1998 Subaru Forester gear issue

So I recently purchased a 1998 Subaru Forester S Manual transmission. Got it cause I wanted a manual transmission car what most caught my eye about the car was the cars mileage 128,000 original miles 1 owner. Before purchasing the car I test drove it clutch felt fine for a 98 I did notice first gear felt little more hard to shift to then the others. Bought it drove it back home 34 Miles it drove like a champ smooth ride. 2 days later during the week was driving back home Was stopped at a red light when it was my turn to go I put it in first was gonna take off and 1st gear jump back to neutral. Now it’s done it again has only done it twice since I purchased it 1st time it happened right away I did its maintenance and I’ve had the car for about 4 months got an oil change spark plugs drained it’s transmission gear oil front a rear differential. Anyone have any ideas what causing that read online could be a worn out pilot bearing or worn out gear teeth?

Check all motor and transmission mounts.

And seeing that it’s only done it twice in 4 months, it could be that you’re not putting it fully into gear.

If the mounts check OK (and they probably are not), I’d guess 1st gear is worn out or the trans bearing on the 1st gear end of the trans is worn out, or both.

Let’s think for a second… 128K on a 21 year old vehicle. Driven 5 work days a year and 40 miles on the weekend for 21 years. That calculates to a 15 mile commute each workday. A 7.5 mile one-way commute sounds like city-suburban combined traffic which is a LOAD of work for first gear thru 4th and the clutch. You would have been better off with a car with 228,000 highway miles.

I’d suggest when the trans comes out for the clutch replacement, you should rebuild it at the same time.

+1 to all of Mustangman’s comments!

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I’ll make sure to check those out this week. I’m pretty sure Ive put it fully in gear but who knows maybe those both times I didn’t shift it in right. Mustangman’s you got a good point. It’s just first gear that is hard to shift to the rest feel fine. How much am I looking at to rebuild the transmission any idea?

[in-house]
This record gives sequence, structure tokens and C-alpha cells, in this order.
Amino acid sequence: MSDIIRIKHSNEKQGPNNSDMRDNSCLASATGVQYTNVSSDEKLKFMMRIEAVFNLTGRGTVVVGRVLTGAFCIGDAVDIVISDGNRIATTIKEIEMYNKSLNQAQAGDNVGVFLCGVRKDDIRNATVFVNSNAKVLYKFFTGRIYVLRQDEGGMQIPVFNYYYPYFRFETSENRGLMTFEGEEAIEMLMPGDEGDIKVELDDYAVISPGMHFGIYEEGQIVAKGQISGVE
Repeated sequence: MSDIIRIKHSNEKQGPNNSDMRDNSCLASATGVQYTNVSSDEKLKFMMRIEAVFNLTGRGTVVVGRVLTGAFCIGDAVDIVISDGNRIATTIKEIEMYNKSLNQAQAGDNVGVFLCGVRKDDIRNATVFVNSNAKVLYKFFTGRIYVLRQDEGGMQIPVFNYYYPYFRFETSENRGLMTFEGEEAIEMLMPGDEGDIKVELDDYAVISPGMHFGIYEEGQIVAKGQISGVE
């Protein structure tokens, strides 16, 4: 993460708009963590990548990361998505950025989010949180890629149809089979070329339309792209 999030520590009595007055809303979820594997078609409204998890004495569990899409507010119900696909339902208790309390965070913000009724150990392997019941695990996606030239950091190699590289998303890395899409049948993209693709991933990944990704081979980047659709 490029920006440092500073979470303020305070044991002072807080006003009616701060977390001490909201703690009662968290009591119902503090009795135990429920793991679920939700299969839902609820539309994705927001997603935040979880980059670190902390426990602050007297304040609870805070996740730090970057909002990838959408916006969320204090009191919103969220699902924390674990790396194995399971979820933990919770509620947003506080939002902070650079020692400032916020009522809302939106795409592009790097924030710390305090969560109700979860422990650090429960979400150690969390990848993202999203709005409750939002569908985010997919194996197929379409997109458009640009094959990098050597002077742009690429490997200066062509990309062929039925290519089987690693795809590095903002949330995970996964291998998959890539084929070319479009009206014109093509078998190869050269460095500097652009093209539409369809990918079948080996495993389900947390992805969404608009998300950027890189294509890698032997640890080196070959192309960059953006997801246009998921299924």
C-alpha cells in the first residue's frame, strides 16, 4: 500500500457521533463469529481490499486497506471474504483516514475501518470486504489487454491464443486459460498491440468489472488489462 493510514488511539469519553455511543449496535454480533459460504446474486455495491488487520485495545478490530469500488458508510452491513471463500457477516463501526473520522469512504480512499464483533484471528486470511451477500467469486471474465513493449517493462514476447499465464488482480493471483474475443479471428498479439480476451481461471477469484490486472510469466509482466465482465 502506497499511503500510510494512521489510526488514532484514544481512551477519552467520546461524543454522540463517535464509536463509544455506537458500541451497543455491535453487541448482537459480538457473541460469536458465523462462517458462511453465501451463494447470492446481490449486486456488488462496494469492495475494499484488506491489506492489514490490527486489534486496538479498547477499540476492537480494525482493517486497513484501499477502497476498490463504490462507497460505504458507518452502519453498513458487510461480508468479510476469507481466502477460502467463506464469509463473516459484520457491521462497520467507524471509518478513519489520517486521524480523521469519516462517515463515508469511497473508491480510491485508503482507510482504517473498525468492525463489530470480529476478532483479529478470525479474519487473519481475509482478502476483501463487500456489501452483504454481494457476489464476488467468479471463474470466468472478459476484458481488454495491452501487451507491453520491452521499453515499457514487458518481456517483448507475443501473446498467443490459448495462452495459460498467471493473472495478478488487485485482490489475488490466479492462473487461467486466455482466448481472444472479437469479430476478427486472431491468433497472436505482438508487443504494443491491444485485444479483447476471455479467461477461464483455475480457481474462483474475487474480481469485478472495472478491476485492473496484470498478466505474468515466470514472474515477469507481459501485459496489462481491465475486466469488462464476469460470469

Jumping out of gear usually means excessive mainshaft end play or more commonly; a worn shift fork.
If the car has been predominantly used for stop and go city driving it can be quite common for someone to rest their hand on the gearshift. while motoring along in slow traffic.

This creates wear on the shift fork and the synchronizer sleeve. The only way to determine this is by disassembly of the transmission.
Subaru makes an assortment of 1/2 and 3/4 shift forks that are numbered. Each one has a different offset one way or the other. This has to be determined while the trans is apart.

A rebuild will be expensive. However, odds are the transmission will not need to be fully rebuilt. Just replace the fork and/or sleeve parts as needed.

However (there’s always a however…) the process is touchy and the job should be done preferably by someone with Subaru manual expereience. There’s also another issue which can make it prohibitively expensive and that is disassembly of the mainshaft to take care of the synchronizer ring/gear taper fit. This is not something mentioned in service manuals and many Subaru techs are probably not even aware of it.

Pardon the length of this post. Hope it helps in some small way.

Ok4450 I appreciate the information. I am definitely gonna get someone to come check it out before this issue gets worse then I’ll be looking at an expensive fix

In the mean time, is it wise to keep your hand on the gearshift, pushing it into position, to eliminate more wear caused by it popping out?

That will just exacerbate the problem although no harm no foul at this point I guess. If it were me I’d try to shift into second as soon as possible.

Usually the problem is in the 3/4 fork as 3 and 4 are where most city driving is done; short of full stops that is. 1/2 is seldom the problem unless someone has been creeping in very slow traffic.

The weight of the hand is what causes the problem so it’s best on a manual transmission to keep the weight off of the shifter as much as possible. The hand causes the shift shaft to ride off of the detent ball which in turn forces the shift fork to rub against the synchronizer sleeve. Eventually the rubbing causes wear which in turn causes it to jump out of gear. Hope that helps and good luck.

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